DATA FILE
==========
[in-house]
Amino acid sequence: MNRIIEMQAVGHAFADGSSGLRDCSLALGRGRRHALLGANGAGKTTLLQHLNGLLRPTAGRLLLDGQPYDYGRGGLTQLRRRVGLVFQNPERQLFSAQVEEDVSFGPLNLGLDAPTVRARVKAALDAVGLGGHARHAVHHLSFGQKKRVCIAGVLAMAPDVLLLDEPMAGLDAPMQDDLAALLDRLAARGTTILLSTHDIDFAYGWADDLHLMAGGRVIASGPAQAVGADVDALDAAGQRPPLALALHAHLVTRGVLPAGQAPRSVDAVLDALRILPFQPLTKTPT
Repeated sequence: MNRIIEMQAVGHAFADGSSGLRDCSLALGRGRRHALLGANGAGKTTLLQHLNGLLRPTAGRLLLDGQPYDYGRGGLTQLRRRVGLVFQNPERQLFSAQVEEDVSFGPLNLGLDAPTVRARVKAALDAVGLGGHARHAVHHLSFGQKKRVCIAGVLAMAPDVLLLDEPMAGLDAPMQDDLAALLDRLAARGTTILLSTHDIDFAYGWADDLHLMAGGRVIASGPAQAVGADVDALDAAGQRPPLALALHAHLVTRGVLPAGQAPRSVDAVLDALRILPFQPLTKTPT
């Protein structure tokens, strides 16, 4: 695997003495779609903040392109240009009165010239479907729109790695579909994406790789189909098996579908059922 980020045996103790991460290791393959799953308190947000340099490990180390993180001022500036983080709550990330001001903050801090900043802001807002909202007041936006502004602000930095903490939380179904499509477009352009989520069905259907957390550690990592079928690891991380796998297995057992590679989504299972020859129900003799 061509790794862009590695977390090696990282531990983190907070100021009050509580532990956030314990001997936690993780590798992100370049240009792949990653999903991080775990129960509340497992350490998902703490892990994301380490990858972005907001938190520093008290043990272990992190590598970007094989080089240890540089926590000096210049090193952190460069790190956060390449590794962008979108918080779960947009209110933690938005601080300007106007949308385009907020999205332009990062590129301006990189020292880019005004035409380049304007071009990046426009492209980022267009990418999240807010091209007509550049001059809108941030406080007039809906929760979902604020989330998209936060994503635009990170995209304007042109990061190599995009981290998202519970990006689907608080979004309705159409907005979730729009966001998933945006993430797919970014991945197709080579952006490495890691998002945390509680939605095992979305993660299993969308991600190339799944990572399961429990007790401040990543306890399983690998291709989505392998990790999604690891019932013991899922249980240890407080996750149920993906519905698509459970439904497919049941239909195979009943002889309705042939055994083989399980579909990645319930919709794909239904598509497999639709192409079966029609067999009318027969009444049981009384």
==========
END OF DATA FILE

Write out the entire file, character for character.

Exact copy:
[in-house]
Amino acid sequence: MNRIIEMQAVGHAFADGSSGLRDCSLALGRGRRHALLGANGAGKTTLLQHLNGLLRPTAGRLLLDGQPYDYGRGGLTQLRRRVGLVFQNPERQLFSAQVEEDVSFGPLNLGLDAPTVRARVKAALDAVGLGGHARHAVHHLSFGQKKRVCIAGVLAMAPDVLLLDEPMAGLDAPMQDDLAALLDRLAARGTTILLSTHDIDFAYGWADDLHLMAGGRVIASGPAQAVGADVDALDAAGQRPPLALALHAHLVTRGVLPAGQAPRSVDAVLDALRILPFQPLTKTPT
Repeated sequence: MNRIIEMQAVGHAFADGSSGLRDCSLALGRGRRHALLGANGAGKTTLLQHLNGLLRPTAGRLLLDGQPYDYGRGGLTQLRRRVGLVFQNPERQLFSAQVEEDVSFGPLNLGLDAPTVRARVKAALDAVGLGGHARHAVHHLSFGQKKRVCIAGVLAMAPDVLLLDEPMAGLDAPMQDDLAALLDRLAARGTTILLSTHDIDFAYGWADDLHLMAGGRVIASGPAQAVGADVDALDAAGQRPPLALALHAHLVTRGVLPAGQAPRSVDAVLDALRILPFQPLTKTPT
């Protein structure tokens, strides 16, 4: 695997003495779609903040392109240009009165010239479907729109790695579909994406790789189909098996579908059922 980020045996103790991460290791393959799953308190947000340099490990180390993180001022500036983080709550990330001001903050801090900043802001807002909202007041936006502004602000930095903490939380179904499509477009352009989520069905259907957390550690990592079928690891991380796998297995057992590679989504299972020859129900003799 061509790794862009590695977390090696990282531990983190907070100021009050509580532990956030314990001997936690993780590798992100370049240009792949990653999903991080775990129960509340497992350490998902703490892990994301380490990858972005907001938190520093008290043990272990992190590598970007094989080089240890540089926590000096210049090193952190460069790190956060390449590794962008979108918080779960947009209110933690938005601080300007106007949308385009907020999205332009990062590129301006990189020292880019005004035409380049304007071009990046426009492209980022267009990418999240807010091209007509550049001059809108941030406080007039809906929760979902604020989330998209936060994503635009990170995209304007042109990061190599995009981290998202519970990006689907608080979004309705159409907005979730729009966001998933945006993430797919970014991945197709080579952006490495890691998002945390509680939605095992979305993660299993969308991600190339799944990572399961429990007790401040990543306890399983690998291709989505392998990790999604690891019932013991899922249980240890407080996750149920993906519905698509459970439904497919049941239909195979009943002889309705042939055994083989399980579909990645319930919709794909239904598509497999639709192409079966029609067999009318027969009444049981009384």